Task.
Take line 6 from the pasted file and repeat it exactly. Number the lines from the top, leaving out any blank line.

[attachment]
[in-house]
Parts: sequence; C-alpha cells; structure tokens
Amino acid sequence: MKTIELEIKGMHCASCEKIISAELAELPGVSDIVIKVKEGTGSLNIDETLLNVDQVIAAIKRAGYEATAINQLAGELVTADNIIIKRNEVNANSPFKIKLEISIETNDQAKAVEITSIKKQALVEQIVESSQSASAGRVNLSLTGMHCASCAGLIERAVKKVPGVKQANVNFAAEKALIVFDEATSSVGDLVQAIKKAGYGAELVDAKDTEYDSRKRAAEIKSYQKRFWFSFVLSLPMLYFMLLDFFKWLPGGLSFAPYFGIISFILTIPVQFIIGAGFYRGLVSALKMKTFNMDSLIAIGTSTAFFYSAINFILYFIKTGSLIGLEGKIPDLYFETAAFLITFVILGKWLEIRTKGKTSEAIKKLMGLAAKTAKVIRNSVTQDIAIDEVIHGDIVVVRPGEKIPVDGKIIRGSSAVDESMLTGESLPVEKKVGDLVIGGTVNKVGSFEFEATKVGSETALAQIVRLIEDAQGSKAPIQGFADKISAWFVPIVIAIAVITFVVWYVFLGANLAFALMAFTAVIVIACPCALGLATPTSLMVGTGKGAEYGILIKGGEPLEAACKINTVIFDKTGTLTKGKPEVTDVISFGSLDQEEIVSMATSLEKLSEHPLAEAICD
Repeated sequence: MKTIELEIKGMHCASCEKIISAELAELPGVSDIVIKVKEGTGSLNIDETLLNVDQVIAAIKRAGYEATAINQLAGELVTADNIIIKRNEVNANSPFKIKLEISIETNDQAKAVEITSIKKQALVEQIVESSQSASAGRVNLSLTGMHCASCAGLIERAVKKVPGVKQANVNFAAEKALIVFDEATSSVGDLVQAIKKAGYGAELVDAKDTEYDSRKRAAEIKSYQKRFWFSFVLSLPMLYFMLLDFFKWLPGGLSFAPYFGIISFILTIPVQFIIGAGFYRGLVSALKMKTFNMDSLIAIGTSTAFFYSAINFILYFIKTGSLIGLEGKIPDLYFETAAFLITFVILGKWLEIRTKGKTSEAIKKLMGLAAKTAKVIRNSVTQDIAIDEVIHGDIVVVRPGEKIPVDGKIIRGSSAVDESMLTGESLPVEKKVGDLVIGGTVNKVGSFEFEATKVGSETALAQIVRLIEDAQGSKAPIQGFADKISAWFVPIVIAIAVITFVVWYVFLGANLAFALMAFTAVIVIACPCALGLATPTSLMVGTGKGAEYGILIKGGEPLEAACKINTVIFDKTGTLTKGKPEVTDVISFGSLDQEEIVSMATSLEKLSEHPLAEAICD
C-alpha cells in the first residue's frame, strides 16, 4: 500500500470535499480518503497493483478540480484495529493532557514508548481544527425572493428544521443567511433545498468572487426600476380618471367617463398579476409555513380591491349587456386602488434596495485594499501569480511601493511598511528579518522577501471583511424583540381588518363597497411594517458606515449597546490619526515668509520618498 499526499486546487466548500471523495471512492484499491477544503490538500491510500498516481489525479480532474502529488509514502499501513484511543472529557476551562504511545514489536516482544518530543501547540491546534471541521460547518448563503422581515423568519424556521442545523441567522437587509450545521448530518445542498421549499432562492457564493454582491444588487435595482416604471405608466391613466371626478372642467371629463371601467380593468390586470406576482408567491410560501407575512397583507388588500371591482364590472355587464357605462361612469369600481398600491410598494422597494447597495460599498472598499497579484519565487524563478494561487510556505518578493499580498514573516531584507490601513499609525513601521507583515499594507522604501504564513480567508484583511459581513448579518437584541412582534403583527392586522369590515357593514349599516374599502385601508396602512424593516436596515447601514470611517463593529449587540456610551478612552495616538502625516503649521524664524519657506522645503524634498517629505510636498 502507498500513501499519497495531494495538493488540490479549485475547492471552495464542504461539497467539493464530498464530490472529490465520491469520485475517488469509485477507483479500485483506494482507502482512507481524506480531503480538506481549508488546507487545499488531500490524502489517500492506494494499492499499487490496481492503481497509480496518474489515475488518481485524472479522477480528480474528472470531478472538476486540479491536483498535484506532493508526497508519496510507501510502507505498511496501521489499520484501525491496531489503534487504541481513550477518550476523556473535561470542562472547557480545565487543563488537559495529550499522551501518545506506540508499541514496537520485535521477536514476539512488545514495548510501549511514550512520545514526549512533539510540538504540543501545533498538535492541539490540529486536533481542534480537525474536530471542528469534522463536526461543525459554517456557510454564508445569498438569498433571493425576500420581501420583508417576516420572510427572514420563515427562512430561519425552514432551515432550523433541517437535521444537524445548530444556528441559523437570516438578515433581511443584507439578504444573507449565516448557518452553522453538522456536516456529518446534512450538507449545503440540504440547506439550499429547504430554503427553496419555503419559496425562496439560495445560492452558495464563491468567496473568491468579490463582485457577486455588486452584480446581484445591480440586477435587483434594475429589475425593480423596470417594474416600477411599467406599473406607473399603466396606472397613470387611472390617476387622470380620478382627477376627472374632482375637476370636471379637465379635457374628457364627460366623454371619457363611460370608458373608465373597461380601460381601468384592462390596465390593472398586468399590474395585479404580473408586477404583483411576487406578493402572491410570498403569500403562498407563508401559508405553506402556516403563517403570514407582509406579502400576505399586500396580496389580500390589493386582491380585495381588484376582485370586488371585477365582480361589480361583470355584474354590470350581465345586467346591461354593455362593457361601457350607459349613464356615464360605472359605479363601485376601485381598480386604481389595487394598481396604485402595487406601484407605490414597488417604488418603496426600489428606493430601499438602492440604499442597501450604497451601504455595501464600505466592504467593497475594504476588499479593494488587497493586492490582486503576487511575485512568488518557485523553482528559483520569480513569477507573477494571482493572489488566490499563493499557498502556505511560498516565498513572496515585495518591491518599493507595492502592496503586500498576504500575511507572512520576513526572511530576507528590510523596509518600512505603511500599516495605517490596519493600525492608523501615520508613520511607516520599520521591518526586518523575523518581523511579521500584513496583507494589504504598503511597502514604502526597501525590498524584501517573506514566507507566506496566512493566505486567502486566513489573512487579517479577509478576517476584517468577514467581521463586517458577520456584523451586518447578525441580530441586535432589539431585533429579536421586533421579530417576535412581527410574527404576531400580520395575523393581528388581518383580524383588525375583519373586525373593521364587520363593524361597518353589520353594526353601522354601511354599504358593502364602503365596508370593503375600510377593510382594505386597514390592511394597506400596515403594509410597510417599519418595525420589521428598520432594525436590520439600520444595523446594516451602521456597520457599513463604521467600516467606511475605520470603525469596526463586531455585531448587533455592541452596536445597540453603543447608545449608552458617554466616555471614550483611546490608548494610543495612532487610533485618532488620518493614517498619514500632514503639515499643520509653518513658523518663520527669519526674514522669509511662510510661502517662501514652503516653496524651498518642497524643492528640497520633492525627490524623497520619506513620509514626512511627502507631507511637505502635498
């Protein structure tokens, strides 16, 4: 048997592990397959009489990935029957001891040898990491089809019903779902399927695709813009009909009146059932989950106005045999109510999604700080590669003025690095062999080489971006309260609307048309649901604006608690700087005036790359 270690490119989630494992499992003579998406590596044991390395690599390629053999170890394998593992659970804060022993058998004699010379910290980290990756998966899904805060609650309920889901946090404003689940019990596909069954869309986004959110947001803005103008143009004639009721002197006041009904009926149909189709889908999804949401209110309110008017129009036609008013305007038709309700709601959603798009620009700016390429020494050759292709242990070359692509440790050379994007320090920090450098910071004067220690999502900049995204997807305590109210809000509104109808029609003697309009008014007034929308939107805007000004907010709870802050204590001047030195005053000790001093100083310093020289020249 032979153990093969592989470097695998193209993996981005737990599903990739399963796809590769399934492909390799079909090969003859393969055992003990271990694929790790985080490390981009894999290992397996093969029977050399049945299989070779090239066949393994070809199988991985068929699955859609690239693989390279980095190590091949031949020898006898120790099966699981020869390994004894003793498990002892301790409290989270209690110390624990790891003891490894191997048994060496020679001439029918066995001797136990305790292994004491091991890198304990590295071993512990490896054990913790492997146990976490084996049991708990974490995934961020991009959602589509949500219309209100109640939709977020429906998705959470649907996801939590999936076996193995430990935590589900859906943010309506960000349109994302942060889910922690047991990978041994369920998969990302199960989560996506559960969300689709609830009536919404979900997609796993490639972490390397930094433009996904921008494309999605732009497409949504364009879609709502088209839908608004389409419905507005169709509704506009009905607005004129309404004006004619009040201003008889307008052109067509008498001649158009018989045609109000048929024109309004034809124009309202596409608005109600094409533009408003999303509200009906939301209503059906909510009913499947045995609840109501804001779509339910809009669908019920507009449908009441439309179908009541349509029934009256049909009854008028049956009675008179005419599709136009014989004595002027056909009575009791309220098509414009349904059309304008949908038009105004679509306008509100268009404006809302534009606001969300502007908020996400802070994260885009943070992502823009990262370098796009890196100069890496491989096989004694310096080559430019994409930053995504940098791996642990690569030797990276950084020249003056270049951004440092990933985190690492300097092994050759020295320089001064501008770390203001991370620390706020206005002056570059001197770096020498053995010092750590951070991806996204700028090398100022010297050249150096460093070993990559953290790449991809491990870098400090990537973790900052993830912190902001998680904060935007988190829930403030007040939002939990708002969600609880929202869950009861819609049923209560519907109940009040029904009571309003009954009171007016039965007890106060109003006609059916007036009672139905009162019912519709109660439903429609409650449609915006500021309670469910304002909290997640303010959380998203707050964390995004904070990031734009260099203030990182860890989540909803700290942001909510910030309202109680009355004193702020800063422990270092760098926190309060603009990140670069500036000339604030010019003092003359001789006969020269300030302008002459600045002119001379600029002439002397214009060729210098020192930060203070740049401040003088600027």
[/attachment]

């Protein structure tokens, strides 16, 4: 048997592990397959009489990935029957001891040898990491089809019903779902399927695709813009009909009146059932989950106005045999109510999604700080590669003025690095062999080489971006309260609307048309649901604006608690700087005036790359 270690490119989630494992499992003579998406590596044991390395690599390629053999170890394998593992659970804060022993058998004699010379910290980290990756998966899904805060609650309920889901946090404003689940019990596909069954869309986004959110947001803005103008143009004639009721002197006041009904009926149909189709889908999804949401209110309110008017129009036609008013305007038709309700709601959603798009620009700016390429020494050759292709242990070359692509440790050379994007320090920090450098910071004067220690999502900049995204997807305590109210809000509104109808029609003697309009008014007034929308939107805007000004907010709870802050204590001047030195005053000790001093100083310093020289020249 032979153990093969592989470097695998193209993996981005737990599903990739399963796809590769399934492909390799079909090969003859393969055992003990271990694929790790985080490390981009894999290992397996093969029977050399049945299989070779090239066949393994070809199988991985068929699955859609690239693989390279980095190590091949031949020898006898120790099966699981020869390994004894003793498990002892301790409290989270209690110390624990790891003891490894191997048994060496020679001439029918066995001797136990305790292994004491091991890198304990590295071993512990490896054990913790492997146990976490084996049991708990974490995934961020991009959602589509949500219309209100109640939709977020429906998705959470649907996801939590999936076996193995430990935590589900859906943010309506960000349109994302942060889910922690047991990978041994369920998969990302199960989560996506559960969300689709609830009536919404979900997609796993490639972490390397930094433009996904921008494309999605732009497409949504364009879609709502088209839908608004389409419905507005169709509704506009009905607005004129309404004006004619009040201003008889307008052109067509008498001649158009018989045609109000048929024109309004034809124009309202596409608005109600094409533009408003999303509200009906939301209503059906909510009913499947045995609840109501804001779509339910809009669908019920507009449908009441439309179908009541349509029934009256049909009854008028049956009675008179005419599709136009014989004595002027056909009575009791309220098509414009349904059309304008949908038009105004679509306008509100268009404006809302534009606001969300502007908020996400802070994260885009943070992502823009990262370098796009890196100069890496491989096989004694310096080559430019994409930053995504940098791996642990690569030797990276950084020249003056270049951004440092990933985190690492300097092994050759020295320089001064501008770390203001991370620390706020206005002056570059001197770096020498053995010092750590951070991806996204700028090398100022010297050249150096460093070993990559953290790449991809491990870098400090990537973790900052993830912190902001998680904060935007988190829930403030007040939002939990708002969600609880929202869950009861819609049923209560519907109940009040029904009571309003009954009171007016039965007890106060109003006609059916007036009672139905009162019912519709109660439903429609409650449609915006500021309670469910304002909290997640303010959380998203707050964390995004904070990031734009260099203030990182860890989540909803700290942001909510910030309202109680009355004193702020800063422990270092760098926190309060603009990140670069500036000339604030010019003092003359001789006969020269300030302008002459600045002119001379600029002439002397214009060729210098020192930060203070740049401040003088600027």